On the wall of my studio are two paintings of waterfalls from the Cascades in the White Mountains of New Hampshire. It's a series of paintings from a very special time in my life, I had just gotten married and enjoyed an idyllic honeymoon in New England.



It's in the Cascades where I became obsessed with waterfalls. The sounds, the colors and the depth and clarity of water, they became a common theme in my paintings. When we are younger we see through eyes untainted by expectations or attempts to suit style or current trend.




Since the original series there have been several that I believe now became more expressionistic which is fine but I believe I left something crucial out of the mix.

It is always an artists job to decide what to leave in and what to leave out. What is too realistic or to abstract and what feeling is intended for the viewer: all go into the final product of creating something from nature.




Today I went to the Park Hill Prairie. I wanted to study the pristine water and get back to the basics of how water interacts with its surroundings, weather and its angle from the viewer.

I redefined what it is about water that I love and aim to share with the viewer is the intangible coldness one can imagine, the depths and mystery of its many layers and the simplicity of the mirror.




Just like creating a rose with droplets of dew-the final realistic image is much more simple than one would first think. It's the simplicity of the rendering that keeps the viewers eyes imagining the depth and the feeling of the surface.

I am excite about getting back to the canvas and reinvigorating my passion for nature and the intricacies of water. Stay tuned.



Thursday, May 10, 2018

Subject Matter: The Emotion beneath the Layers of Paint (part 2 of 4)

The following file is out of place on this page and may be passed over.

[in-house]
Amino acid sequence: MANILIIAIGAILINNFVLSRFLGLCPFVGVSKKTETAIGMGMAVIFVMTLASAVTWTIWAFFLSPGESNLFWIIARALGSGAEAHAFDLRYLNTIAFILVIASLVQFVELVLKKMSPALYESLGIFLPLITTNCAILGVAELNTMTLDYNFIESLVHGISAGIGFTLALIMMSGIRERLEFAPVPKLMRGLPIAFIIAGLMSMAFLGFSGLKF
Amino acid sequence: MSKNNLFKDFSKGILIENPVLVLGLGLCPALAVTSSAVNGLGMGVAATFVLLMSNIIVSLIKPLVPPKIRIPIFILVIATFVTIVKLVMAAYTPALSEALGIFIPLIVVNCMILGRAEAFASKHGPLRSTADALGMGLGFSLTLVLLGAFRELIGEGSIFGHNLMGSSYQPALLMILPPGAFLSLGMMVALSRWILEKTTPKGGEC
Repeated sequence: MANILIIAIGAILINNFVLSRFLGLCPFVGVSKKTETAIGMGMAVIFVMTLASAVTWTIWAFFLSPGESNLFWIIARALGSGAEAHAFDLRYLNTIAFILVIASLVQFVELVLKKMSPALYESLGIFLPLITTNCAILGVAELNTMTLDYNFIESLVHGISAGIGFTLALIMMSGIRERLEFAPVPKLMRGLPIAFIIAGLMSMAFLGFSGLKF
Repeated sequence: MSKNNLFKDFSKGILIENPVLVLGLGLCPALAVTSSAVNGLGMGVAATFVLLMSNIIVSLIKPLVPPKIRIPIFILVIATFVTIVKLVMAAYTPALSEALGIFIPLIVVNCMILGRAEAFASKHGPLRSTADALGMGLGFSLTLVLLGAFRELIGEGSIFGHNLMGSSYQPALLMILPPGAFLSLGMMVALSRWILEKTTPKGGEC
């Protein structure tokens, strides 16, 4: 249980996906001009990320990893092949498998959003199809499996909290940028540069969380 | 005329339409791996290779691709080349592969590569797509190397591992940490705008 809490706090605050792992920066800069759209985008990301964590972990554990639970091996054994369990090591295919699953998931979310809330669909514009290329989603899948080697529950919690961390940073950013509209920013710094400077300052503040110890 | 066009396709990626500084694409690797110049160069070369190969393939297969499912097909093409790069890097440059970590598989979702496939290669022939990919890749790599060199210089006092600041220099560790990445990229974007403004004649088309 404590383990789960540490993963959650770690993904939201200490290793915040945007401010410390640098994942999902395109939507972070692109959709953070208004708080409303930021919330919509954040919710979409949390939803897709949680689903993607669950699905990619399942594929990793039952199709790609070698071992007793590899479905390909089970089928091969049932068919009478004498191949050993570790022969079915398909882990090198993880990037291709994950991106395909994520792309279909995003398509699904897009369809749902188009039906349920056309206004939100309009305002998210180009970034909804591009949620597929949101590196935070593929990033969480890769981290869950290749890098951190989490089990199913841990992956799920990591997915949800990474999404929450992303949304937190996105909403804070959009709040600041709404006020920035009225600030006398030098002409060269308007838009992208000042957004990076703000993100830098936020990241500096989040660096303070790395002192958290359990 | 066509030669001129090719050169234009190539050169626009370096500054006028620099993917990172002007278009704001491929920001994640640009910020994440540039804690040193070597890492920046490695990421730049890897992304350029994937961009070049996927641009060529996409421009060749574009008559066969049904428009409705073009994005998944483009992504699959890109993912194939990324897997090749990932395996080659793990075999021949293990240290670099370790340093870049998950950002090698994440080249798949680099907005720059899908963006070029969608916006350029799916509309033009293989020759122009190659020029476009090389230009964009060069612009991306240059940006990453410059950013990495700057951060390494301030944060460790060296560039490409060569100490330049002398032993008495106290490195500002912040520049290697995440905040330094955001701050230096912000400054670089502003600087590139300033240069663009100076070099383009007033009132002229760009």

I am more focused on the atmosphere of my paintings rather than a specific place. Although many paintings are from real places, my intent is to convey how it feels to be there, the feeling of cold breeze or dark shadow.

I like the tension between figures and the tension between the painting and the viewer. Some of my paintings have been described as otherworldly, a feeling like something is just not quite right.

I am haunted by nature and the mystery that exists, the silence in the evening or the quiet before a storm. I believe if an artist can make a viewer feel an emotion when looking at a painting, it's the difference between creating an attractive painting or an emotional tool.




There is an intangible and often cryptic voice in every painting I create. It is how the act of painting can touch the viewer, make them feel something that is more than the surface of a canvas.

I want the viewer to come away from my painting with a feeling they're not quite sure of, or a memory they can connect with. I want the viewer to make their own experience of my work.



For more artwork see www.artbygordon.com
Next Subject Matter: The Night Sky